BGCT spokesman Ken Camp explained that the giving remittance form offers multiple giving alternatives. The first option is to participate in the Texas Adopted Giving Plan, under which each church directs its 21 percent worldwide portion to either the Southern Baptist Convention, the Cooperative Baptist Fellowship or to the BGCT worldwide effort.
Churches not electing to participate in the Texas Adopted Giving Plan may direct their Cooperative Program funds in any manner they choose. About one-third of convention churches still choose the traditional allocation of 33 percent to the SBC and 67 percent to the BGCT, one-third have opted for the BGCT Giving Plan, and the remainder design their own giving plans.
For 2003, the BGCT will no longer place restrictions on funds sent to the SBC. In the previous two years, the convention put a $1 million cap on funding to six SBC seminaries and defunded the Ethics & Religious Liberty Commission.
In his report to the convention, BGCT Executive Director Charles Wade said, “We believe this plan gets us beyond the denominational fray and holds forth the possibility that we will not be drawn into constant criticism of other conventions every time we try to explain our Texas Cooperative Program budget. We believe it also has the potential to be a unifying budget, since it allows churches to agree on the vision for Texas while having room for different opinions regarding national Baptist life.”
During consideration of the budget, Phil Barton of First Baptist Church of Pottsboro sought to defund the Baptist Joint Committee on Public Affairs, arguing that the Baptist lobby group takes positions contrary to the beliefs of Southern Baptists. With overwhelming opposition to his motion, messengers rejected the attempt.
In other business, Barton also moved that “the BGCT adopt the Baptist Faith and Message 2000 as its guiding theological statement for all its ministries and missions.” While Barton described the revised BF&M as a “concise picture of what separates us as Baptists,” opponents characterized it as “heresy” and declared the 1963 BF&M affirmed by the BGCT as “sufficient and conclusive.” The motion was defeated.
In other business, messengers voted to sell the financially failing Baptist Health System of San Antonio to Vanguard Health Systems. The hospital will continue in a partnership with Texas Baptists as long as particular Baptist policies are adhered to by Vanguard, especially regarding abortion and charity care.
In Tuesday’s session, messengers adopted six resolutions. The threat of war with Iraq inspired two resolutions that called for prayer for peace and for loving our enemies. Resolution 5 called for a strong pursuit of religious liberty and recognition of the voluntary nature of religious faith. In concert with that resolution, the convention theme “We Believe” communicated the BGCT position that no governing body has the right to define faith for any person. Comments reiterating the theme were directed heavily to the SBC and the Southern Baptists of Texas Convention and what the BGCT deems to be a creedal statement in the BF&M 2000.
In the president’s message to the convention, Campbell criticized Jim Richards, executive director of the Southern Baptists of Texas Convention, for statements made in the April issue of the Southern Baptist Texan newsjournal. Campbell referred to the aforementioned groups as “neo-Baptists” who “do not believe that the Bible is sufficient in all matters of faith and practice.” He condemned the statement from Richards, quoting, “‘It is not enough to say we believe every word of the Bible to be true to be a Baptist.'” Campbell then acknowledged that Baptists have used statements of faith as parameters for belief.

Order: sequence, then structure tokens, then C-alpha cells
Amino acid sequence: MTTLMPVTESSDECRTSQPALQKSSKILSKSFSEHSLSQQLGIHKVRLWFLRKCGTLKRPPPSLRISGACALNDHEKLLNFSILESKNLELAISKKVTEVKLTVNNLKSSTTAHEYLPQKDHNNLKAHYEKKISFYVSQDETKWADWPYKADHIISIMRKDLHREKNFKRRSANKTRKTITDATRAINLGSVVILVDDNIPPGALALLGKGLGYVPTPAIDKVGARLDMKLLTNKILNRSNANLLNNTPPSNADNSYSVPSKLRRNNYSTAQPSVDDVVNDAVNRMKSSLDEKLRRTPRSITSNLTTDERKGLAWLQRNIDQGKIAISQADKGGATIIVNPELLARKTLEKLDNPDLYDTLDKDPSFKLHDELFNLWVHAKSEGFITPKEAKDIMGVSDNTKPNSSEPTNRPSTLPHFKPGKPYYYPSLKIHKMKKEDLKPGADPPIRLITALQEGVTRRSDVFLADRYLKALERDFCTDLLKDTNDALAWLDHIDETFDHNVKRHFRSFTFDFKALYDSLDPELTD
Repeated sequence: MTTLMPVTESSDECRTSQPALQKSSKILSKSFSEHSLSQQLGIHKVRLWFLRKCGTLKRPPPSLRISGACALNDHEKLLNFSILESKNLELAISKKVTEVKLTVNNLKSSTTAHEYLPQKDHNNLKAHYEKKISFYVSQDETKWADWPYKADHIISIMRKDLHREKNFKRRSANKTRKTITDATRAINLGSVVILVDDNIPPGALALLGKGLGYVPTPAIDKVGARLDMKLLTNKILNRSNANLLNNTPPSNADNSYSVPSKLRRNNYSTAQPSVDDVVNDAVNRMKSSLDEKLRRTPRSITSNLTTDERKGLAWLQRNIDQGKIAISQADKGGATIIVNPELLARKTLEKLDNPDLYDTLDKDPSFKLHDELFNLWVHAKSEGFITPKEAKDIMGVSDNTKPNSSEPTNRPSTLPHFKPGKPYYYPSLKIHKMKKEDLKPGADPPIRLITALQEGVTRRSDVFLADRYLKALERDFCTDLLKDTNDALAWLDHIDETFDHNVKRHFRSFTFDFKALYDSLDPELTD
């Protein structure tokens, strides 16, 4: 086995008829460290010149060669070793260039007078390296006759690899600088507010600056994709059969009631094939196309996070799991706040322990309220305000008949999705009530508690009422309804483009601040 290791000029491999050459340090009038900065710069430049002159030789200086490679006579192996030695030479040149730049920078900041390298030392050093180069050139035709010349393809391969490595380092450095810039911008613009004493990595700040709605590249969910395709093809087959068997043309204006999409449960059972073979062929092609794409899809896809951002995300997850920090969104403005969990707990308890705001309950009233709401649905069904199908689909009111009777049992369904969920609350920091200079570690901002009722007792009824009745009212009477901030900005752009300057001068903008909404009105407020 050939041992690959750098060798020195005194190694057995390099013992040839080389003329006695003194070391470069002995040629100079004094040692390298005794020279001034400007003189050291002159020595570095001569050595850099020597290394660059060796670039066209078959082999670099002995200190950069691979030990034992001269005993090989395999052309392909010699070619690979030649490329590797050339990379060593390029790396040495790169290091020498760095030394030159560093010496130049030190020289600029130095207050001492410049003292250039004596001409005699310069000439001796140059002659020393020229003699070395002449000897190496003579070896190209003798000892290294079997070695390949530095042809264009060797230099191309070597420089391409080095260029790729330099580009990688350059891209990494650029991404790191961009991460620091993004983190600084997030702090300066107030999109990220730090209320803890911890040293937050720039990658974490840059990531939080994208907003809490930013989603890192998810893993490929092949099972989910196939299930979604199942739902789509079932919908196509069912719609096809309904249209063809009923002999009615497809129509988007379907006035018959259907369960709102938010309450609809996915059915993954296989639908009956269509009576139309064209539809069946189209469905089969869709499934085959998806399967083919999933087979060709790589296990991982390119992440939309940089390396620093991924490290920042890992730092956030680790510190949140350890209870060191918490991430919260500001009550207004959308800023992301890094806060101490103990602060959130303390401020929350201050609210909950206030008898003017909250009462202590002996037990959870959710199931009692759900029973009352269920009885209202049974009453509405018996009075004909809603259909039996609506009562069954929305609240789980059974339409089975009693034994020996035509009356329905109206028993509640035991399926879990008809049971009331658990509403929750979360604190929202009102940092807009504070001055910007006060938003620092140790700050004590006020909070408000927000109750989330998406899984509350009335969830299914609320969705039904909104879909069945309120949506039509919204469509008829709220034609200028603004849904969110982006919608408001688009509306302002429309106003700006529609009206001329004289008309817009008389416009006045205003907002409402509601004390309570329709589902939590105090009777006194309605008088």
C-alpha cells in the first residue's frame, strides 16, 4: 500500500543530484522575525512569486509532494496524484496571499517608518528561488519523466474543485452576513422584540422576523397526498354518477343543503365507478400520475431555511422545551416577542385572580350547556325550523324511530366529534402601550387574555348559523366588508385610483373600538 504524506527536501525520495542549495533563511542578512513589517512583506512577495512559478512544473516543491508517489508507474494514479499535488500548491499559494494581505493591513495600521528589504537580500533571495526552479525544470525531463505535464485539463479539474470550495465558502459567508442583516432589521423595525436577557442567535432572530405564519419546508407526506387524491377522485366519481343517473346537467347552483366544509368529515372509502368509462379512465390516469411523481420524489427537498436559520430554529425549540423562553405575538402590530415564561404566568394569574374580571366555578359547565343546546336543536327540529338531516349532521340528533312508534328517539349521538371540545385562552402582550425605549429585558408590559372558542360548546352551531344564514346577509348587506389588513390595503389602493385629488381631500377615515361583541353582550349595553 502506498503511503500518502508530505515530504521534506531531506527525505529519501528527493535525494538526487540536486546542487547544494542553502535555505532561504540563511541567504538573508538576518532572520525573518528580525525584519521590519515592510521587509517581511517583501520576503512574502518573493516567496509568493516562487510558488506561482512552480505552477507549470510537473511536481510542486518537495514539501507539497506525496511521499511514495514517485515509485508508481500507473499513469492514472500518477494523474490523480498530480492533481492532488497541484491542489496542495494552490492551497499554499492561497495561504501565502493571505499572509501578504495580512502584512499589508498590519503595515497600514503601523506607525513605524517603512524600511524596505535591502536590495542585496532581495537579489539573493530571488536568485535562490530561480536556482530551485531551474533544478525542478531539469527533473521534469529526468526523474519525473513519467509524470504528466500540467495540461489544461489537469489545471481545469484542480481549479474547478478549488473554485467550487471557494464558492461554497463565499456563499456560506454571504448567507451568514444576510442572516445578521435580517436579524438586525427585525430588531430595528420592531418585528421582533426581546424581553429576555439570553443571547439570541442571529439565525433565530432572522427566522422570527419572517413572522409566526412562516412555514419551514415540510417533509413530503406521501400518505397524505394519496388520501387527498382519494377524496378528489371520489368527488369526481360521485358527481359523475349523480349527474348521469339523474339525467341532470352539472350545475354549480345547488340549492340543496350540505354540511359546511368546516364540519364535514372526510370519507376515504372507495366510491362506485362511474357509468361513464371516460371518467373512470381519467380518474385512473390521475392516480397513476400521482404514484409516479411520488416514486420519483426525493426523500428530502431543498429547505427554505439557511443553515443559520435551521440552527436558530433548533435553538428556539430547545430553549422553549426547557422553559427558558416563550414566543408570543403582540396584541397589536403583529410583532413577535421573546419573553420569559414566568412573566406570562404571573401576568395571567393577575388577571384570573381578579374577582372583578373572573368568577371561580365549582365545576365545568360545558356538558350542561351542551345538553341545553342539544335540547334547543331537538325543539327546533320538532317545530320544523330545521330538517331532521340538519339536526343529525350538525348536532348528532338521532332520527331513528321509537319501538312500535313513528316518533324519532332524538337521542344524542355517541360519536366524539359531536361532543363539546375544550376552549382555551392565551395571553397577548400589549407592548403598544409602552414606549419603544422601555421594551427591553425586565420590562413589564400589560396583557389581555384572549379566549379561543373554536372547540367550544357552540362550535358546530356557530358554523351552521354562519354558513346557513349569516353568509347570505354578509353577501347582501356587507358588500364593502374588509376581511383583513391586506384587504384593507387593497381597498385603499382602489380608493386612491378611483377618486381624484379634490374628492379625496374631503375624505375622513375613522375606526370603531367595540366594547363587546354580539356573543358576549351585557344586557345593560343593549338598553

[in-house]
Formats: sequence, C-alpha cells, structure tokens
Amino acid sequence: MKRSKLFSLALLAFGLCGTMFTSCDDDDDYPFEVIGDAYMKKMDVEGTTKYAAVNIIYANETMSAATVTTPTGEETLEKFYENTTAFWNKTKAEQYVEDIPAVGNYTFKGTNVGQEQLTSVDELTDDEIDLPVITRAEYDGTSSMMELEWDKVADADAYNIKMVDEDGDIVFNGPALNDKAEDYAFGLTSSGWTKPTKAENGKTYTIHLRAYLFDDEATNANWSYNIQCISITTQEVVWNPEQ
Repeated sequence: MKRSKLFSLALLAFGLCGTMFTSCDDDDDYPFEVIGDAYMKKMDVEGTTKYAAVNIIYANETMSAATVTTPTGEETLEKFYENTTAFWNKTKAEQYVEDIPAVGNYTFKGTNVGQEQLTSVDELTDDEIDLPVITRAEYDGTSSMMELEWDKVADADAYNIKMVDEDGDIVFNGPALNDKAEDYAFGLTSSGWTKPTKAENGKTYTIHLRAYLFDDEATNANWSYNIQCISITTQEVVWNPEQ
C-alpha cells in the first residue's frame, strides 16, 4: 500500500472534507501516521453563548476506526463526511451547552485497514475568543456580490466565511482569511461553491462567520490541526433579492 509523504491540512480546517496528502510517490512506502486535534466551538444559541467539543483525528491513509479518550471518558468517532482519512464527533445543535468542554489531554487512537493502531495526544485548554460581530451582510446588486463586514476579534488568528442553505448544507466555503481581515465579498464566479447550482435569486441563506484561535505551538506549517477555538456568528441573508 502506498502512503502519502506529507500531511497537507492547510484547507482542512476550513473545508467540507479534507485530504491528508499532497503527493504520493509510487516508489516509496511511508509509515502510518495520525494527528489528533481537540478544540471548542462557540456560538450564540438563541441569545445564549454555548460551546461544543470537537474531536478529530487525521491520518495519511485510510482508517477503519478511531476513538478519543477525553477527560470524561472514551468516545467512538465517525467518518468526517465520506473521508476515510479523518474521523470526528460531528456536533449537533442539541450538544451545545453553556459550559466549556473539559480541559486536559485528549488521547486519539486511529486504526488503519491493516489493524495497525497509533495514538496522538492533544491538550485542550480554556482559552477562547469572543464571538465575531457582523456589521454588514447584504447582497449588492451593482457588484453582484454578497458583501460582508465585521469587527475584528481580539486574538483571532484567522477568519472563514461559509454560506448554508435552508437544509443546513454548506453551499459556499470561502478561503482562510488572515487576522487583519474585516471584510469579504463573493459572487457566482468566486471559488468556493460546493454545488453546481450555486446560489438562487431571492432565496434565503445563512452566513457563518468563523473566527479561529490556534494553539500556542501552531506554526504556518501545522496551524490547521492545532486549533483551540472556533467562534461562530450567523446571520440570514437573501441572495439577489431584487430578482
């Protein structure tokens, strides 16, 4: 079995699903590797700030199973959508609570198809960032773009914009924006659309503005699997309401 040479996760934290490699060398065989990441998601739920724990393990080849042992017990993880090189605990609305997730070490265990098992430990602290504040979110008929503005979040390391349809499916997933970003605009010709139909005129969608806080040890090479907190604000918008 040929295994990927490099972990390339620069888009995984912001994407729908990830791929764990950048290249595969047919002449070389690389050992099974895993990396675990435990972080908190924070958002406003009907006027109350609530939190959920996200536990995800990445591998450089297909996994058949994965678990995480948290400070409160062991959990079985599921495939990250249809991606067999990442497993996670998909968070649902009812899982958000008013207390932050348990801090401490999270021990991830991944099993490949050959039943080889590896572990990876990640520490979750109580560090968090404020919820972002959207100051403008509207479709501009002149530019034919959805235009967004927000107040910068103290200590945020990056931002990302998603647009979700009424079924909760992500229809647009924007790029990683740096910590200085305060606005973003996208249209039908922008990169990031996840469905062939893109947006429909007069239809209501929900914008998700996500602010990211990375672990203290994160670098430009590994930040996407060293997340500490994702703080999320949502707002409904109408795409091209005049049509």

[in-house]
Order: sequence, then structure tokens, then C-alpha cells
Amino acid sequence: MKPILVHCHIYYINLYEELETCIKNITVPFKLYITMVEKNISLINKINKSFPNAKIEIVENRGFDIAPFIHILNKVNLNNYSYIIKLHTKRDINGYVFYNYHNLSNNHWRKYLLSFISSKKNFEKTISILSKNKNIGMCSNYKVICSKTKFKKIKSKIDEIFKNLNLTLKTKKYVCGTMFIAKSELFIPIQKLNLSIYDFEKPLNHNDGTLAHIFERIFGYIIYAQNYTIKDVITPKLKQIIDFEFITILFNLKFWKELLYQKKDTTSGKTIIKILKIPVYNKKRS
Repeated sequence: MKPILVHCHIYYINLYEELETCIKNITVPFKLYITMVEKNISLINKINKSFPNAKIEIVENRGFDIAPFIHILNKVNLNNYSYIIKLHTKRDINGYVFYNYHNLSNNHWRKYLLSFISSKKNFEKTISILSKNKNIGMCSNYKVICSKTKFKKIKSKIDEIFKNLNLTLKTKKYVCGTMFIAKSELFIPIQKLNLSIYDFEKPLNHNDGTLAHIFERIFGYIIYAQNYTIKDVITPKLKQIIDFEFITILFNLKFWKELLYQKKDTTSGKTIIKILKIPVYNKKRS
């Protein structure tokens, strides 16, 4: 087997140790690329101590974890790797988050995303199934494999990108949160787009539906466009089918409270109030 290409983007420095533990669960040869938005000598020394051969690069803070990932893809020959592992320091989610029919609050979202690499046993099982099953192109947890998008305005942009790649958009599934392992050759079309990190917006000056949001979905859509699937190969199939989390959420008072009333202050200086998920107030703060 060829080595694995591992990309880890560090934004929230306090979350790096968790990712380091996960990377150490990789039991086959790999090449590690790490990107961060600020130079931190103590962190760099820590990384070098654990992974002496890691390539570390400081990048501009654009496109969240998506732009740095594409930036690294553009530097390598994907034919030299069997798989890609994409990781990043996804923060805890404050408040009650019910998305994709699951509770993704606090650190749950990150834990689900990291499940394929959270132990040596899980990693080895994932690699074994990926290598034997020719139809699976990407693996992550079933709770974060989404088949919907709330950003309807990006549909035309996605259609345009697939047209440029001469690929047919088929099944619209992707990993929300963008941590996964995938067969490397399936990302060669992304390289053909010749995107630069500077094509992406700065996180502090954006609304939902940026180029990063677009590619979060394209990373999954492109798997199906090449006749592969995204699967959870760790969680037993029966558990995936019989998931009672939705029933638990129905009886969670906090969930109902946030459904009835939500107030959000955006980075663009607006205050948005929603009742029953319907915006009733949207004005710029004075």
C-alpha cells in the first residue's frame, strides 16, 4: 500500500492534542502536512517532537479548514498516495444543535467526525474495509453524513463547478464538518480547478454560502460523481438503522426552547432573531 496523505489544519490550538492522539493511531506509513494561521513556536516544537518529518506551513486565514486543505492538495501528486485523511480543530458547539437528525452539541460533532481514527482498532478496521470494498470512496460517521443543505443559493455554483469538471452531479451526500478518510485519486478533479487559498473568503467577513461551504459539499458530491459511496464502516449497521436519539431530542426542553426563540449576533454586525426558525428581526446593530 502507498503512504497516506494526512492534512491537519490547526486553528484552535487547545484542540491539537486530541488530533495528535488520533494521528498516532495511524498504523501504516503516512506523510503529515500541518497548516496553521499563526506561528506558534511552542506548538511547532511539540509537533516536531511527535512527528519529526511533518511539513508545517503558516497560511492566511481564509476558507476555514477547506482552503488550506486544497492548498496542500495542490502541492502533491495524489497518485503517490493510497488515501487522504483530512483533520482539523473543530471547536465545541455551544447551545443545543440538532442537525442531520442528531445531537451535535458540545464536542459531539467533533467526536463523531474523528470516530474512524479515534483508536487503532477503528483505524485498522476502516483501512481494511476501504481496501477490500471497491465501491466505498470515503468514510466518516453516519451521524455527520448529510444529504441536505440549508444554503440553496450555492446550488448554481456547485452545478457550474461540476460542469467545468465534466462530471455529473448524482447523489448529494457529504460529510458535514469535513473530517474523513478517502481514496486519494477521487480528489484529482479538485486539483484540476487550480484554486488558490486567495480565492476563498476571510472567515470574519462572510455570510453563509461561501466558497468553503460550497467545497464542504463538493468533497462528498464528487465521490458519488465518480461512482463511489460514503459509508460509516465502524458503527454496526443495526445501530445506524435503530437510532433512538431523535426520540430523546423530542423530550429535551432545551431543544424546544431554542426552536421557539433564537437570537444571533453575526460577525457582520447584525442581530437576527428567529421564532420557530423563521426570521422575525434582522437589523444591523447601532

In the article referenced by Campbell, Richards concluded his argument for the 2000 BF&M, using beliefs of other Christian denominations as an illustration. He explained that the Church of Christ denomination was founded by “a disgruntled Baptist” whose followers still say they can sign every page of the Bible. However, they teach baptismal regeneration and the possibility of falling from grace, two teachings which Baptists historically have rejected.
Richards said that merely affirming or signing the pages of a Bible is not sufficient because denominations respect biblical authority and interpret and apply Scripture differently. Making application to the International Mission Board’s request that missionaries affirm the BF&M, Richards argued that merely saying that one believes the Bible is not a sufficient expression of Baptist distinctives.
In other business brought before the convention:
— A constitutional amendment was approved allowing Baptist institutions related to BGCT to elect 25 percent of their trustee boards, later expediting the process with a second vote. A member of the committee proposing the action explained that schools such as Wayland Baptist University in Plainview and East Texas Baptist University in Marshall draw students from bordering states and encouraged the change to allow for trustees outside of Texas.
— A motion by Mark Newton of Baptist Temple in San Antonio was approved to request the Christian Life Commission to develop materials that would educate Baptists regarding religious liberty.
— A motion to develop a ministerial code of ethics passed without discussion. In making the motion, messenger Joe Trull of First Baptist Church of Driftwood said the code would provide “guidelines which reflect basic ethical obligations for ministry, and define the ministerial profession and serve as a support to protect the individual minister.”
— A motion by Nina Pinkston of Travis Avenue Baptist Church in Fort Worth carried that the BGCT explore the possibility of becoming “a financial conduit” for missionaries terminated for not signing the BF&M 2000 and who want to return to their field of service.